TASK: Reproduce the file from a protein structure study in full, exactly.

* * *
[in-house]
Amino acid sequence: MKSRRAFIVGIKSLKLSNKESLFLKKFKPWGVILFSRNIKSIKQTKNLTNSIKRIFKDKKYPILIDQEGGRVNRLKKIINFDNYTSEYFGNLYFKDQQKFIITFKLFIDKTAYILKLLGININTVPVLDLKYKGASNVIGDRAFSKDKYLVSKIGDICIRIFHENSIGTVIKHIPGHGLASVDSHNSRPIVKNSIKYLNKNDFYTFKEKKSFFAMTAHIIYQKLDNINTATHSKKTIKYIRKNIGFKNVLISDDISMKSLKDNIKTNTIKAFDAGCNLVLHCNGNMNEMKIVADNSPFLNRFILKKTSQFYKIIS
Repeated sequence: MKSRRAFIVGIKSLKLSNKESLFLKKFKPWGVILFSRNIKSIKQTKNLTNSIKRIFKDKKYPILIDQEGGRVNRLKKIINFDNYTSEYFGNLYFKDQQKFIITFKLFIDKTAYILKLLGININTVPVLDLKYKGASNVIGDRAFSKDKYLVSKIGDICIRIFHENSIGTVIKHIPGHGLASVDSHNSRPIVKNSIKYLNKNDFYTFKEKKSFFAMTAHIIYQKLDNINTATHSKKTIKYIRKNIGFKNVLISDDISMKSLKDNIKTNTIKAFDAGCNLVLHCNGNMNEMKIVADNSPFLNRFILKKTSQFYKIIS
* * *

[in-house]
Amino acid sequence: MKSRRAFIVGIKSLKLSNKESLFLKKFKPWGVILFSRNIKSIKQTKNLTNSIKRIFKDKKYPILIDQEGGRVNRLKKIINFDNYTSEYFGNLYFKDQQKFIITFKLFIDKTAYILKLLGININTVPVLDLKYKGASNVIGDRAFSKDKYLVSKIGDICIRIFHENSIGTVIKHIPGHGLASVDSHNSRPIVKNSIKYLNKNDFYTFKEKKSFFAMTAHIIYQKLDNINTATHSKKTIKYIRKNIGFKNVLISDDISMKSLKDNIKTNTIKAFDAGCNLVLHCNGNMNEMKIVADNSPFLNRFILKKTSQFYKIIS
Repeated sequence: MKSRRAFIVGIKSLKLSNKESLFLKKFKPWGVILFSRNIKSIKQTKNLTNSIKRIFKDKKYPILIDQEGGRVNRLKKIINFDNYTSEYFGNLYFKDQQKFIITFKLFIDKTAYILKLLGININTVPVLDLKYKGASNVIGDRAFSKDKYLVSKIGDICIRIFHENSIGTVIKHIPGHGLASVDSHNSRPIVKNSIKYLNKNDFYTFKEKKSFFAMTAHIIYQKLDNINTATHSKKTIKYIRKNIGFKNVLISDDISMKSLKDNIKTNTIKAFDAGCNLVLHCNGNMNEMKIVADNSPFLNRFILKKTSQFYKIIS